back to article Rackspace unplugs 250 staff to chase hot new products

Rackspace has revealed plans to trim six per cent of its workforce in the United States, and plenty of people elsewhere. CEO Taylor Rhodes blogged the decision in a post titled “Hard Things: Cutting Current Costs to Invest in Our Future”. The CEO positions the firings as a re-balancing act “focused mainly in areas where our …

  1. Potemkine Silver badge

    What do you mean by 'utterly naive'?

    I guess Mr Rhodes accepted a significant decrease of his own pay and benefits to show he makes sacrifices too?

    1. Dr Who

      Re: What do you mean by 'utterly naive'?

      I ran a company years ago whose primary market was dying. What we should have done is made most of our staff redundant and changed the focus of the business to the bits which were making money (email systems and browser based software development).

      Instead, we (the directors) took pay cuts and kept the staff on hoping against hope we could revive the loss making core business. This was the wrong thing to do. Our staff were talented and when we did eventually have to let them go they all very quickly found great jobs on better pay. It would have been much better for everyone involved, staff, management and shareholders to make the redundnancies early instead of hanging on. That's a lesson I never forgot.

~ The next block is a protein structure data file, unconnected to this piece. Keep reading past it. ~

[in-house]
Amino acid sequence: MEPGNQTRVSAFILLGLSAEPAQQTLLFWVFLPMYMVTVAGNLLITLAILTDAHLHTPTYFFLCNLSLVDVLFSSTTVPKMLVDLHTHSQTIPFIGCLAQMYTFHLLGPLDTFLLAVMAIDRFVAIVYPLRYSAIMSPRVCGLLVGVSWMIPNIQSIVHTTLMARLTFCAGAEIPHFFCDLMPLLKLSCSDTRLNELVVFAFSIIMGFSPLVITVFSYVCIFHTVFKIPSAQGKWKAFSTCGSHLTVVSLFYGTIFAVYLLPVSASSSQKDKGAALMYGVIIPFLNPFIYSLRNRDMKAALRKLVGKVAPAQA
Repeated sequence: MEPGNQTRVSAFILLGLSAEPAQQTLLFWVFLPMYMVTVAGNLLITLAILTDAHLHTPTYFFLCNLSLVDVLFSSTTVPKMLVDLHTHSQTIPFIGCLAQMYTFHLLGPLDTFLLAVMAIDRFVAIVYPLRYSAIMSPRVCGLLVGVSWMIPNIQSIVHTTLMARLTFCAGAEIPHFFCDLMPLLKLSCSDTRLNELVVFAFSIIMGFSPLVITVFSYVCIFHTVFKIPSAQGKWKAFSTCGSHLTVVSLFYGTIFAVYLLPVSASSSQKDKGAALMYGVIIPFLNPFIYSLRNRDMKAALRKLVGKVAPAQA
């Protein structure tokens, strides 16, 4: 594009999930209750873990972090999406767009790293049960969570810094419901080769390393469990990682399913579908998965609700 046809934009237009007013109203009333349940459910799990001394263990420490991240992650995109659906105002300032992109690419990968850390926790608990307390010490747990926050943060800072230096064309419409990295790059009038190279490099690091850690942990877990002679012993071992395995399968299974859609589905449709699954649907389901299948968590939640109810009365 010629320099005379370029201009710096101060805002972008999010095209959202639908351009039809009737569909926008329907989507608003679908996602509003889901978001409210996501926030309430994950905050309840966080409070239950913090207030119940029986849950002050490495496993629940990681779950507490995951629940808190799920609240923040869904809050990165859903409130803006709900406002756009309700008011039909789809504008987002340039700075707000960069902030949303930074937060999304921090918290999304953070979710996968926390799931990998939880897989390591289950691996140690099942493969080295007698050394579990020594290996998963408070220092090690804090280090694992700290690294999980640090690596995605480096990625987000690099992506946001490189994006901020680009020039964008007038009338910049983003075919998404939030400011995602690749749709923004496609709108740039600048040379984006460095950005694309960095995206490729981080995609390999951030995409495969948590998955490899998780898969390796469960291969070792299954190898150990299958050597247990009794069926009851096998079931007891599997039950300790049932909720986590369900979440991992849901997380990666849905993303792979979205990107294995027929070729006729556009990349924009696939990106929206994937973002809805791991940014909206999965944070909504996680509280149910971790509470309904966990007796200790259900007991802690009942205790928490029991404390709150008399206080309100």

There is an assumption that anybody who runs a business is a ruthless psychpath who treats people like meat. In the vast majority of cases the exact opposite is true, and it was because of our loyalty to our staff that we eventually had to wind the company up. As I say, it's a lesson I learned the hard way.

      1. quxinot

        Re: What do you mean by 'utterly naive'?

        >There is an assumption that anybody who runs a successful business is a ruthless psychopath who treats people like meat.

        Fixed that for you. Any halfwit can run a company into the ground, and I'm not going to list examples because that's too easy. All you have to do is claim that it's to "improve shareholder value" or some nonesense.

        But I'm sure these CxO's are far smarter than not just each employee, but all of their employees. I wonder what would happen if they listened and kept their best people through thick and thin? No, that's stupid, a bonus today is worth more than anything tommorrow.

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